Bernie Laplante is having a rough time. He's divorced, his ex-wife hates him and has custody of their son, the cops are setting a trap for him, then to top it all, he loses a shoe whilst rescuing passengers of a crashed jet. Being a thief who is down on his luck, Bernie takes advantage of the crash, but then someone else claims credit for the rescue.

A not-so-nice man rescues passengers from a crashed airliner, only to see someone else take credit. . You can read more in Google, Youtube, Wiki


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Barry E (br) wrote: Poor paw paw is waiting to be collected. He doesnt realise that his new owners are changing whilst they wait a month to collect him. Miranda July's story is a far depressing one compared to Me You and Everyone We Know. But it manages to juggle hilarious moments with the sad and still seems charming :)

Brent K (it) wrote: Humorous for the first ten minutes...

Ashley S (ca) wrote: I really don't have a good reason for liking this movie, I just do.

Todd J (ru) wrote: From the opening bank robbery, Samuel Fuller obviously plays with a different deck of cards than most directors of his (or any other) era. A short firefight leads into melodrama that somehow manages to be so sincere that any reduction in realism or reliance on the era's acting styles become moot points. Fuller frames this one up in high melodrama fashion: Ford here kills James simply so that he can gain amnesty offered by the governor and marry his actress wife. From there, we stick with him as he rides the wave of the gold rush and subsequently falls apart due to this nefarious deed from the past and his girl's reaction to it. Fuller gets past the time with James very quickly and wholeheartedly takes to focusing on Ford. John Ireland is good depending on the scene. His heart-struck position at the beginning of the film seems pretty mechanical and slept through, but once his Cynthy rejects him, it's all unstable and all quite brilliant. There's a certain menace to Ford here. It could be simply that Cynthy is so obviously afraid of him, but it just seems like he can snap at any provocation. In individual scenes, the stage reenactment of the James murder or when the traveling guitar player sings the ballad of the coward Robert Ford, Ireland and Fuller really go off and create some scenes with a very dense atmosphere. Other material that goes alongside these moments, like Ford's mining success and any scene with Preston Foster's awful character Kelly, falls a bit flatter, but it's all kept at a fast pace, so there's no complaint. The ending is quite poignant yet trademark Fuller unfliching. I'm not sure that I care for the melodramatic elements of the film much, but there are moments that really transcend most of the period's material, and at 80 minutes, it moves fast enough to keep something fresh on your palate. *** and 1/2 * out've *****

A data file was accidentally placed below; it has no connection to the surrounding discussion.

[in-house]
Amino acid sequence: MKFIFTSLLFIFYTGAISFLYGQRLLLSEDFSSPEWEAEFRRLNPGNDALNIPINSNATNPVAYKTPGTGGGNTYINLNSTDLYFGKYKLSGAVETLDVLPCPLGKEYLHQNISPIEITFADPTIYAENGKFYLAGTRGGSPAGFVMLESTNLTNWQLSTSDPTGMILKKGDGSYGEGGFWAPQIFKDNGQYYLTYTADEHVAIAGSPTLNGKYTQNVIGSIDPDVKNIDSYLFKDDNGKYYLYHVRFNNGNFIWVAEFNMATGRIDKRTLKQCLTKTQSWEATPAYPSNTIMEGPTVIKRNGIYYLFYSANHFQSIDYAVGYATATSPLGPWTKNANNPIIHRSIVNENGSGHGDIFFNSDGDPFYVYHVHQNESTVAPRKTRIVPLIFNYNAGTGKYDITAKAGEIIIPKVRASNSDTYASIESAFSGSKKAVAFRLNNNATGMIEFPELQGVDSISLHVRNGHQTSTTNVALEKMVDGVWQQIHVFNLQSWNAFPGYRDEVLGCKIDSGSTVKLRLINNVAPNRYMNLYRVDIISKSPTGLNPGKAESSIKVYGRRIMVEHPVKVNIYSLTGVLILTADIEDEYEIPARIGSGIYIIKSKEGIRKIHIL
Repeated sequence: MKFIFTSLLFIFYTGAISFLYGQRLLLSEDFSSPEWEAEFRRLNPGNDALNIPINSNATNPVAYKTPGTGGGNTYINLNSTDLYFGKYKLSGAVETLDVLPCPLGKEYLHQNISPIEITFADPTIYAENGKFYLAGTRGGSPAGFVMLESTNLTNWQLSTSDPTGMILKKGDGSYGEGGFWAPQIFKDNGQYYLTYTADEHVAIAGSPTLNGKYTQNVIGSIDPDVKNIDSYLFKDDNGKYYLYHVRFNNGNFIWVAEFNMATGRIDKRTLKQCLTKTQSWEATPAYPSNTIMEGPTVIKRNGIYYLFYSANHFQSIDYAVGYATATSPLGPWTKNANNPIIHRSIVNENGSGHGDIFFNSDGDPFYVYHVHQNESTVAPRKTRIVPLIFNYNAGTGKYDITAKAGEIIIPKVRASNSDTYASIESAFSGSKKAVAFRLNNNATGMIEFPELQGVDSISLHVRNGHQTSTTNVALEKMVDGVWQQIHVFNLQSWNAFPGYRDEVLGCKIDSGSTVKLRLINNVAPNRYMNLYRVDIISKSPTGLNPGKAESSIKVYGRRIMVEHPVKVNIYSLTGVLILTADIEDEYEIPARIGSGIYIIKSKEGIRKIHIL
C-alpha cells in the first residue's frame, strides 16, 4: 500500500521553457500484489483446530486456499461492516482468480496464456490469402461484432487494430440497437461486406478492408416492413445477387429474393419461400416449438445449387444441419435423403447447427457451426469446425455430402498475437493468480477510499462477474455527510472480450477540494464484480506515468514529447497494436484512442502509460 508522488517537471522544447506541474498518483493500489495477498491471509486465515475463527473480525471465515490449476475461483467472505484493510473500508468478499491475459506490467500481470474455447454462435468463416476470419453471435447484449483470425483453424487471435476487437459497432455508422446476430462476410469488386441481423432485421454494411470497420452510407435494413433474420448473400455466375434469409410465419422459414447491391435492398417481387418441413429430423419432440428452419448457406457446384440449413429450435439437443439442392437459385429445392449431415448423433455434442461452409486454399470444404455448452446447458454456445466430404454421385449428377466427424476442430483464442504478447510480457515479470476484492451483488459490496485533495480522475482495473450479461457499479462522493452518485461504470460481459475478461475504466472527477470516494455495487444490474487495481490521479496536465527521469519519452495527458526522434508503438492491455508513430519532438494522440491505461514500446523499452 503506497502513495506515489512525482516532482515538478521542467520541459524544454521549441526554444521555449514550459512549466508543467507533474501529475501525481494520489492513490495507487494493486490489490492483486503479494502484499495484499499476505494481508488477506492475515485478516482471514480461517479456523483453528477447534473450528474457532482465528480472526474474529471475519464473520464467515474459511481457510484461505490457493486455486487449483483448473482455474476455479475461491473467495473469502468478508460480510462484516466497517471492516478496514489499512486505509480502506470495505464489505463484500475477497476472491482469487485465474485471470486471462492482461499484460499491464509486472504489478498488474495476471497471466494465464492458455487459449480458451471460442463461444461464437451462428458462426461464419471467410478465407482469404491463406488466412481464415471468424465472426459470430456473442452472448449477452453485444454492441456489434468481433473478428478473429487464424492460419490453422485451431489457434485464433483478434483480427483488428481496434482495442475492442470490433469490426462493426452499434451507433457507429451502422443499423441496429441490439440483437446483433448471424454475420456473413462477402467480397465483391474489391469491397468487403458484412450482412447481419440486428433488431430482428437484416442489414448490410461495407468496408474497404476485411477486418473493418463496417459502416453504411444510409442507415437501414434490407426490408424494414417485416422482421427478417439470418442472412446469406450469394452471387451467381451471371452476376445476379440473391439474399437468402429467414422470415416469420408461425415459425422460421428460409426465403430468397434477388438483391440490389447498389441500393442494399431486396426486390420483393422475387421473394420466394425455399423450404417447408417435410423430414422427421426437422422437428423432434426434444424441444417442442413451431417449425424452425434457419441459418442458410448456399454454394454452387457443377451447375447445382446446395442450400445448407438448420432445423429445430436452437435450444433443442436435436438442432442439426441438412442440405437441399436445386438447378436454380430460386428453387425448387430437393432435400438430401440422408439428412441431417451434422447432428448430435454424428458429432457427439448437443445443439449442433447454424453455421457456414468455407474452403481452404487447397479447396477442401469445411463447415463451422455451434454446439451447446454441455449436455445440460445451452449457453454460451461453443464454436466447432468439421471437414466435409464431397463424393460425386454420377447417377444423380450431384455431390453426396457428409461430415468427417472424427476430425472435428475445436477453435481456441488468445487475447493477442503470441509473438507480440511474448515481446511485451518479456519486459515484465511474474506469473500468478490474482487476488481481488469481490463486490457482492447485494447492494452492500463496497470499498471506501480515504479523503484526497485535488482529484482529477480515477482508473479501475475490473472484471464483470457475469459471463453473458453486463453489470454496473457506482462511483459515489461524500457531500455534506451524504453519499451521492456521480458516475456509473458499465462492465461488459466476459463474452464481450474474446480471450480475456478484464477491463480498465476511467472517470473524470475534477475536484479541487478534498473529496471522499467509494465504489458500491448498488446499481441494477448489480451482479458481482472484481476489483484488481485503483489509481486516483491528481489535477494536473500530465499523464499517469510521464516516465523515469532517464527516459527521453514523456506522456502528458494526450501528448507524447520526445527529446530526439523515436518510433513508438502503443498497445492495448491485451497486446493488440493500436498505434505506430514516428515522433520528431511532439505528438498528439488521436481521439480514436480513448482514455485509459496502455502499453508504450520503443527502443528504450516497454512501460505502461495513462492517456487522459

Cresswell S (gb) wrote: excellent post war drama. Can a man redeem himself? watch and find out.

Jack M (mx) wrote: A shocking and grisly thriller that succeeds on an emotional level. Caine carries with a compelling performance, delving down a dark road of vengeance.